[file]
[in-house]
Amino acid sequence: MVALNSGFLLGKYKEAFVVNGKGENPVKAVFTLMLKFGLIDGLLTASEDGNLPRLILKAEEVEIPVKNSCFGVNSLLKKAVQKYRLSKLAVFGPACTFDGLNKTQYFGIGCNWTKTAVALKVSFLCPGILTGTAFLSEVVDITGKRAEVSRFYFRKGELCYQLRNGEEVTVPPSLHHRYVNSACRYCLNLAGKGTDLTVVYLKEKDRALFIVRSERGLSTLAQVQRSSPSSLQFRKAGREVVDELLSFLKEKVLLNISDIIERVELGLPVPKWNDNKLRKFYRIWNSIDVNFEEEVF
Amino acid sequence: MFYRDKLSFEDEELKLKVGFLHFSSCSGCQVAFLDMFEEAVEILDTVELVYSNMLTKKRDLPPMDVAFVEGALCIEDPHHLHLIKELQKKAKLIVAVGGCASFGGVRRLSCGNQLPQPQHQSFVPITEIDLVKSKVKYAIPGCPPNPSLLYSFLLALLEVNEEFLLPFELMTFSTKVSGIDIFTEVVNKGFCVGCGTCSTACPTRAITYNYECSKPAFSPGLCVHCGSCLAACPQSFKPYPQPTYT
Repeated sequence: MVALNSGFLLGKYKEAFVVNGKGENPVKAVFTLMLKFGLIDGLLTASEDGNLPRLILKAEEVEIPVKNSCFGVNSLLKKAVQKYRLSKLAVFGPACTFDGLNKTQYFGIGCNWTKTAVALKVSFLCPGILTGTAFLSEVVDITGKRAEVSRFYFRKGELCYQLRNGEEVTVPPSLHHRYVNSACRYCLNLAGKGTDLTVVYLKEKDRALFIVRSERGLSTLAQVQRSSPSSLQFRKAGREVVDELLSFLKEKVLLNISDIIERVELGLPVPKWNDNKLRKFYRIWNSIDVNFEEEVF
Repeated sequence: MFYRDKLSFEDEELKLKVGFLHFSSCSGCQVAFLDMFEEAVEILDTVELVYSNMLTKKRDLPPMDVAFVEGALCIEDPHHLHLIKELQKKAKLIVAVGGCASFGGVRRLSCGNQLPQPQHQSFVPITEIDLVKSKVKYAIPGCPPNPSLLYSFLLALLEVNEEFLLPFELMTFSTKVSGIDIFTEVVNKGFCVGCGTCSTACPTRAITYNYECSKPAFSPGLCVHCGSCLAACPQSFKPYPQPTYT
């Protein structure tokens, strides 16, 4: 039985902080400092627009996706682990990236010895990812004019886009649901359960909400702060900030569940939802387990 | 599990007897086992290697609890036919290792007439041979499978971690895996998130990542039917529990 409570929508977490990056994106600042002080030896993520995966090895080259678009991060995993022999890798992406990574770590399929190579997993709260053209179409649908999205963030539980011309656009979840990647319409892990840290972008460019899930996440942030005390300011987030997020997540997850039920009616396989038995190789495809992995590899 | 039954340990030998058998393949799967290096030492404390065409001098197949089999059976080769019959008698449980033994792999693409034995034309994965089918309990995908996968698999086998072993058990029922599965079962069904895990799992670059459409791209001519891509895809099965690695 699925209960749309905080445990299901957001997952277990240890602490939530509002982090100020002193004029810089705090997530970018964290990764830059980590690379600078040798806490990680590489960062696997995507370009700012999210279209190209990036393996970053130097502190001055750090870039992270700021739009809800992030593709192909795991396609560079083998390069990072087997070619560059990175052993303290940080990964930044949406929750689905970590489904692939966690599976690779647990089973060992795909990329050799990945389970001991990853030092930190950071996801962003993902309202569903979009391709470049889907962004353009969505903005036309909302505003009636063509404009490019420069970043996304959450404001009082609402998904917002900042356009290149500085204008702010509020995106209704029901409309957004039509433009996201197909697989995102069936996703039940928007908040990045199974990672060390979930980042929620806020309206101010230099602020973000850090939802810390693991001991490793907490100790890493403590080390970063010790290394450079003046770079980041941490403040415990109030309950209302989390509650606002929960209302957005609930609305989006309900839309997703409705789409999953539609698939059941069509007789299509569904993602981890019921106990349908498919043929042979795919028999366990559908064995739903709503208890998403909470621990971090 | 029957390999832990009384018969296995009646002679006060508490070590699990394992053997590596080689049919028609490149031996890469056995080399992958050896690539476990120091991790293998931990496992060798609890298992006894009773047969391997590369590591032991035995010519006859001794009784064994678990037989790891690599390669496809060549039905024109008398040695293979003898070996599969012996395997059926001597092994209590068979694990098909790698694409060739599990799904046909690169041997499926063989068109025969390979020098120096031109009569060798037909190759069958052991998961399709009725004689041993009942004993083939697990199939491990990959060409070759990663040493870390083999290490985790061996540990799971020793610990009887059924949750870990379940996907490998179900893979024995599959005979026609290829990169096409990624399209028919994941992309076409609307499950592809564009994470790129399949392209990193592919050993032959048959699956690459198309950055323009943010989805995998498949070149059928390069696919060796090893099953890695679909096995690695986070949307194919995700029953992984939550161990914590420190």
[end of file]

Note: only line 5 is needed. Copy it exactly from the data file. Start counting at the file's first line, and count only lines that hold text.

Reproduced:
Repeated sequence: MFYRDKLSFEDEELKLKVGFLHFSSCSGCQVAFLDMFEEAVEILDTVELVYSNMLTKKRDLPPMDVAFVEGALCIEDPHHLHLIKELQKKAKLIVAVGGCASFGGVRRLSCGNQLPQPQHQSFVPITEIDLVKSKVKYAIPGCPPNPSLLYSFLLALLEVNEEFLLPFELMTFSTKVSGIDIFTEVVNKGFCVGCGTCSTACPTRAITYNYECSKPAFSPGLCVHCGSCLAACPQSFKPYPQPTYT